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What is Divorce Mediation? Child Custody Issues in California Divorce

June 13, 2013
Click the photo to visit David's website

Click the photo to visit David’s website

This is the fifth in a multi-part series by A Better Divorce member David Kuroda, LCSW Division Chief, Mediation and Conciliation Service Superior Court of Los Angeles (ret.) titled CHILD CUSTODY ISSUES: AVOIDING TRIAL, RESPONSES TO THE UNPRECEDENTED REDUCTIONS IN COURT FUNDING – A BILLIONAIRE CHOOSES COLLABORATIVE DIVORCE.  The article is one of 16 in the family reference materials of The Family Law Symposium, the major family law event for attorneys in So. California.   Read Part One Here. Read Part Two Here. Read Part Three Here  Read Part Four Here


Mediation is the process that enables two parties with a dispute to resolve the matter themselves by reaching agreements with the assistance of the third party, the mediator. Child custody mediation was mandated by law in divorce and paternity cases in 1981 in California (Family Code §3170.There are several pilot programs in the central and southwest districts that provide volunteer mediators. Similar to the program in civil mediation, trained attorney mediators provide the initial three hours at no charge and charge their normal hourly fee for additional hours.

In California there is no legal restriction limiting who can practice as a mediator. There is no requirement for a certification or license to be a mediator and legislative attempts to provide certification for mediators have been unsuccessful. Many family law attorneys have included mediation as one of their services, and a number of them have practices that include mediation only; most mediators working in the California family court services are mental health professionals. Clinicians are uniquely qualified to mediate child custody disputes between divorcing and separating parents because of their understanding of the psychodynamics of loss and conflict and their ability to deal with the underlying feelings. Especially since no-fault divorce was introduced in California over 40 years ago, the story of the divorce comes out in the custody disputes.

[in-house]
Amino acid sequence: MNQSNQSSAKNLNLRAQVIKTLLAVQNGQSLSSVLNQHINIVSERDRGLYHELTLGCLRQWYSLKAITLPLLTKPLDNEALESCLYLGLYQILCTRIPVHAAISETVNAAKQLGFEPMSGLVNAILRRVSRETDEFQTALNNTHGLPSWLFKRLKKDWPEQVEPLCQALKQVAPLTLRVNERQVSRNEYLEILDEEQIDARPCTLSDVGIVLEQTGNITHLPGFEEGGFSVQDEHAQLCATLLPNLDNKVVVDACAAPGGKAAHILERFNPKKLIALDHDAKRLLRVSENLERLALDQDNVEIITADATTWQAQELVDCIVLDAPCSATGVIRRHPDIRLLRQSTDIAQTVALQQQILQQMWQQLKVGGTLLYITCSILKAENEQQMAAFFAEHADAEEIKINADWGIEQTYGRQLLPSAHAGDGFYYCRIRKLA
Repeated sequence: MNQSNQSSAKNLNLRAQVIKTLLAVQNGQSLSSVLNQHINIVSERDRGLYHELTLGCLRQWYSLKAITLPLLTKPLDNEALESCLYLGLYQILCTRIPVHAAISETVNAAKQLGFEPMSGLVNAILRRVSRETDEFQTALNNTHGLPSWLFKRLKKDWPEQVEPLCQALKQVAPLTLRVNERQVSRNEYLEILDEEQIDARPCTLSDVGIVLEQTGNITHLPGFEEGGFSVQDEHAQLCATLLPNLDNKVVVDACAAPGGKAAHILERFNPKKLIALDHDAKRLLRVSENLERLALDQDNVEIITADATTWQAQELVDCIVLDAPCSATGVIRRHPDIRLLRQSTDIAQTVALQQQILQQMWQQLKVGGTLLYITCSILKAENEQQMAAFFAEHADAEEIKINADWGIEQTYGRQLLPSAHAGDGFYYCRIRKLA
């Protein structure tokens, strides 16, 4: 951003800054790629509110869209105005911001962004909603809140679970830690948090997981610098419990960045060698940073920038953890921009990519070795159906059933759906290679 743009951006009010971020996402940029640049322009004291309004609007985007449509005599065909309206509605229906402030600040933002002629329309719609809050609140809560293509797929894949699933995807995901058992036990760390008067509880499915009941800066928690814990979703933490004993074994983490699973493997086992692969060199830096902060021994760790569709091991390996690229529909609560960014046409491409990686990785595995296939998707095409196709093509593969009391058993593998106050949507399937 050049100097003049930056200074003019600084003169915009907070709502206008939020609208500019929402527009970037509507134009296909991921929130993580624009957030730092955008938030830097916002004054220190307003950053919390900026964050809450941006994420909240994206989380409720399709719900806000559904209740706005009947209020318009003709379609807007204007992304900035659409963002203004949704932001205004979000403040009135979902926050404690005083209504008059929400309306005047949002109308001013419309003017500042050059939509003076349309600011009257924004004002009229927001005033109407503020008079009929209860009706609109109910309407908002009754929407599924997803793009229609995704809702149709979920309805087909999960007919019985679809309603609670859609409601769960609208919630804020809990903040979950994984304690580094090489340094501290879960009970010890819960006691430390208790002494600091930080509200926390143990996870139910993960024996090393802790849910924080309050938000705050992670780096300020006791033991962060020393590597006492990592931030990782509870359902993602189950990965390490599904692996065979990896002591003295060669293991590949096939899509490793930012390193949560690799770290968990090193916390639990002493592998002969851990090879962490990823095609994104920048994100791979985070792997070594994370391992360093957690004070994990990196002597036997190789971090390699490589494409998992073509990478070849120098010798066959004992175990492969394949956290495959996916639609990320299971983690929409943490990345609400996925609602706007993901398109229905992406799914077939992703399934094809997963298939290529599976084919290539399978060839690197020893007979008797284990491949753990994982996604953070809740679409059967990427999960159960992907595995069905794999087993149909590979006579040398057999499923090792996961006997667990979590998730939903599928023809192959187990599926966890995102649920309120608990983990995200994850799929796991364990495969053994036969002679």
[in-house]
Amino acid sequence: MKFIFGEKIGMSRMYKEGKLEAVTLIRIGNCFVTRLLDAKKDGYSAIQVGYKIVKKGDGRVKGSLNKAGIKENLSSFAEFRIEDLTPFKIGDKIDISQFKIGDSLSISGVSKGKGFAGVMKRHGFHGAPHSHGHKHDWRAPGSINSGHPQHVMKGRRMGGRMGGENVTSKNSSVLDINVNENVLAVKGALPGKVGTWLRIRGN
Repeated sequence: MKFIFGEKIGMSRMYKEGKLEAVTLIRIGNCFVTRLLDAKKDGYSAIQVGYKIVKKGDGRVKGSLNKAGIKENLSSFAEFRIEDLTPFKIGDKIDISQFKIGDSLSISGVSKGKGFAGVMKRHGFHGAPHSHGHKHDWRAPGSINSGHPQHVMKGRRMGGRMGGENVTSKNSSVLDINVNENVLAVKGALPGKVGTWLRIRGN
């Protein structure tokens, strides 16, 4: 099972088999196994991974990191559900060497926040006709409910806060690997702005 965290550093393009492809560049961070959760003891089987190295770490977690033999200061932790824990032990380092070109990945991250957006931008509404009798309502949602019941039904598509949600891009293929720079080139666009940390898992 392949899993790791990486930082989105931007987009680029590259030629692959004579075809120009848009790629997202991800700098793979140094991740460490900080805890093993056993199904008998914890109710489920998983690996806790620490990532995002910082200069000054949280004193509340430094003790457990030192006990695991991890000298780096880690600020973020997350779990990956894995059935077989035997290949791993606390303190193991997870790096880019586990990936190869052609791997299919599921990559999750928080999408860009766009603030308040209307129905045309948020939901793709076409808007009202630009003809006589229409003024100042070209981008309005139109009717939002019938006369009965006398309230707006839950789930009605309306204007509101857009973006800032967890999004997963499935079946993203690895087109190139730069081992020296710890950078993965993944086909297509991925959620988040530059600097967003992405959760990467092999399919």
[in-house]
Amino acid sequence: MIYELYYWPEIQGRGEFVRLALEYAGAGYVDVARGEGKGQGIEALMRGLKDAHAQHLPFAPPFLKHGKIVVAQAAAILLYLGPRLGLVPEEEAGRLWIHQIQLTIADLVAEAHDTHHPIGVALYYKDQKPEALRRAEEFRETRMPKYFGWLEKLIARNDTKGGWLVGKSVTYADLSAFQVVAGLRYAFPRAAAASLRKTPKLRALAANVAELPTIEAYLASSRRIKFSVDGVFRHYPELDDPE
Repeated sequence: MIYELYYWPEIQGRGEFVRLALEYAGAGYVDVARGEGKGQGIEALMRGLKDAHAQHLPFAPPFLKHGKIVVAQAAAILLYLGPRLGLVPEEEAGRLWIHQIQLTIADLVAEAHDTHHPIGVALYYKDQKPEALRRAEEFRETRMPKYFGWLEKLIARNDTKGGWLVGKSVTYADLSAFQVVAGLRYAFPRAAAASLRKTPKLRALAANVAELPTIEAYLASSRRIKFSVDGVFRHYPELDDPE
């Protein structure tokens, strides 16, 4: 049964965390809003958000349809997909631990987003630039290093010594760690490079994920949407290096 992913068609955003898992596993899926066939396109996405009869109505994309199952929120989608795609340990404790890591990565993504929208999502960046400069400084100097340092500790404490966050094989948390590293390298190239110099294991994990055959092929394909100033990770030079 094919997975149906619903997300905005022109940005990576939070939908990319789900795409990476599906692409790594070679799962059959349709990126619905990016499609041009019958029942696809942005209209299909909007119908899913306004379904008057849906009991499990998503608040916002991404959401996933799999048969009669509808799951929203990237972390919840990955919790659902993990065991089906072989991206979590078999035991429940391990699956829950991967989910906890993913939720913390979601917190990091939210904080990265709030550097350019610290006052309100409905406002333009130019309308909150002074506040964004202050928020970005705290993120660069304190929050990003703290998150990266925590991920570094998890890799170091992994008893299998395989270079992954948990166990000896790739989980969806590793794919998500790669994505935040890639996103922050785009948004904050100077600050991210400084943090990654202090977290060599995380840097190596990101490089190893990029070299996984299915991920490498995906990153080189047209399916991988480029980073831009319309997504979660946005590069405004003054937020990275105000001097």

Although Los Angeles County provides mediation that is confidential, a number of the adjacent counties allow the mediator to make recommendations. These are the counties that have been targeted by the critics of mediation, and the Elkins reforms addresses the counties where recommendations can be made. The process will be more like Los Angeles, but the new procedures will be troublesome for many. If an attorney has a case in San Bernardino, Riverside, Ventura, it would wise to inquire about any new procedures for mediation in the family court.


David Kuroda is the former Division Chief, Family Court Services, Superior Court of Los Angeles and directed the Mediation and Conciliation Service, the first and largest court mediation program in the nation.

In his 18 years with the Superior Court, he was responsible for the district courts, the PACT and Contemnors’ Programs, Divorce Seminars, and Visitation Monitors. Under his leadership, the service set high standards for the mediation service and other innovative programs serving children and families of divorce.

He has served on numerous committees with the Judicial Council, Los Angeles County Bar Executive Committee, Family Law Section, and has collaborated on numerous programs with the bar associations of the South Bay, Beverly Hills, San Fernando Valley, and Long Beach. He’s the past vice-president of A Better Divorce: A group of collaborative professionals; he also serves as vice-president of the California Social Welfare Archives., on he advisory board of the Los Angeles Collaborative Family Law Association, and was honored with the Lifetime Achievement Award by the National Association of Social Workers (NASW) California Chapter and with the George Nickel Award by the California Social Welfare Archives, USC.

In addition to directing the program, he has personally provided mediation services to over 7,000 families from the working poor to the wealthy and famous, including high profile cases and movie producers. Virtually all parents, whatever their backgrounds, love their children, and with some guidance, have been able to work together, even after divorce. Mr. Kuroda has provided training for graduate students from USC, and has taught professionals child custody mediation.

Always consult a professional in your area.

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